Academy Award®-nominated British actress Felicity Jones– fresh from her critically acclaimed performance in Rogue One: A Star Wars Story– was cast to portray the determined future SCOTUS Justice.
“I’ve been looking for a part like this for years,” she says. “It’s one in which a female character is fiercely devoted to what she does, but at the same time, explores the fuller sense of her life and character.”
The first step in Jones’ research was meeting with her real-life counterpart. “I was very fortunate to meet Justice Ginsburg at her apartment in Washington, and it was a very moving encounter,” she recalls. “There were so many details, and I didn’t want to forget anything, so I remember going, um, ‘Ruth, do you mind if I just take a few pictures?’
“So, I was sort of taking these pictures of her desk and how everything was laid out,” Jones continues. “And one of the strongest things that came through was that this woman has such humanity and takes absolute care over everything. There’s nothing done in a glib or arrogant way.”
Jones says her greatest takeaway from the experience was that Ruth is a true “revolutionary with a fire in her belly.”
Armie Hammer, who plays Martin Ginsburg, admits he jumped at the chance to be a part of the production. “When I first got this script, I was really excited,” he recalls. “I thought it was great that Ruth Bader Ginsburg was sort of coming to life on the pages. And then after talking to Mimi and meeting everybody involved, I was really excited to see how it would transition to the screen.”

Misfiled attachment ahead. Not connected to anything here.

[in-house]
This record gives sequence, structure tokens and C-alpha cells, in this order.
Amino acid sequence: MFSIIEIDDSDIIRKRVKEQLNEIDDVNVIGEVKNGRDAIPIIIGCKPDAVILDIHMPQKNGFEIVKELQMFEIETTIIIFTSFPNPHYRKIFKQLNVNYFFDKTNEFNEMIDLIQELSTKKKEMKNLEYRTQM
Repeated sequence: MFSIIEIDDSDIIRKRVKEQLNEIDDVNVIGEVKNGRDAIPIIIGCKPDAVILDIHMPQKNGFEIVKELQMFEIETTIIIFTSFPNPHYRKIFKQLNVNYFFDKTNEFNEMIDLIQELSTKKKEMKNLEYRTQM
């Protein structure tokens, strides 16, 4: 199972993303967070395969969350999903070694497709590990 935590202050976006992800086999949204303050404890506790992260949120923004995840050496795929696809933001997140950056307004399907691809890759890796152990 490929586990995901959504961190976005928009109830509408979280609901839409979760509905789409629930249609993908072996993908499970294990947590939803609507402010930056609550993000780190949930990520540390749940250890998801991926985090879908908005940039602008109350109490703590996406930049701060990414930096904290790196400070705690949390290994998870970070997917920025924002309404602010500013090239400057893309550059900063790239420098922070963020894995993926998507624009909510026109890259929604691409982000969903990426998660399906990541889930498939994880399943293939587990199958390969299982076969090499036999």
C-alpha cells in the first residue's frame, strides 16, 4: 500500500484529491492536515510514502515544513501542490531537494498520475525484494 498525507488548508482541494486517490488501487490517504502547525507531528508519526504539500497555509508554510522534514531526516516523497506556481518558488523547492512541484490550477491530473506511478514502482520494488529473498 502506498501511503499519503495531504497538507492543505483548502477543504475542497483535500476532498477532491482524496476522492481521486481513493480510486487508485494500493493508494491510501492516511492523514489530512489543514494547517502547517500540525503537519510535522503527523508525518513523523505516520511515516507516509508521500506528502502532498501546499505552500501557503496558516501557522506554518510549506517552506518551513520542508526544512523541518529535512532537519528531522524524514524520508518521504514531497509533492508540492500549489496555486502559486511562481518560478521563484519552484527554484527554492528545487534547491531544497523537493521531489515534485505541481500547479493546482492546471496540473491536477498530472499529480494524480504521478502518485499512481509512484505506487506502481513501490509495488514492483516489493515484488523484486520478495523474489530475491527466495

Hammer says he was particularly drawn to the couple’s devotion to one another. “They had a really successful and amazing relationship because they were able to sort of always do whatever it takes. … I think the reason Ruth credits Martin with a lot of her success is justthe level of symbiosis they have. They wouldn’t have been able to have two kids and multiple careers and all that stuff if the y weren’t really interested in helping each other out. And they make a really good team.”
Jones agrees with Hammer’s observation: “When I watch old footage of them, it’s rooted in laughing. They just make each other laugh their heads off. There was just real friendship as well as a romantic relationship there and absolute respect for each other. They really were partners. It was the 1950s and both would clean and cook.”
Hammer admires the effort Jones put into developing her character. “She just takes it so seriously and she brings so much respect to this, especially to Justice Ginsburg,” he states. “She brings a resolution and strength to the character but also a gentleness, which is really touching.”
At the heart of the story is the case that Martin – then a preeminent tax attorney – brings to Ruth.
It involves Charles Moritz, a single man who is denied $296 on his tax deduction for being a male caregiver. “This is sex-based discrimination,” Ruth exclaims upon reading the case. “If a federal court ruled that this law is unconstitutional, it would become the precedent others refer to and build on.”
“It was a case that overturned a century of gender discrimination,” Leder says. “It was a case that declared discrimination on the basis of sex unconstitutional. And so as doors kept closing, she kept opening and opening them. And, you know, these laws, the case that she won, affected so many laws that we, today, take for granted.”
Cort wants moviegoers to pay particular attention to the courtroom drama. “I think people will find the courtroom scene to be, and I say this advisedly, a unique moment in film history,” he observes. “There have been a lot of courtroom scenes in a lot of movies, and I have enjoyed a lot of them. But Ruth Bader Ginsburg, played by Felicity Jones, rises to speak at the end of this courtroom scene … and she has not just one of the longest speeches any woman has ever had in American cinema, but far and away the most inspiring and the most brilliant.”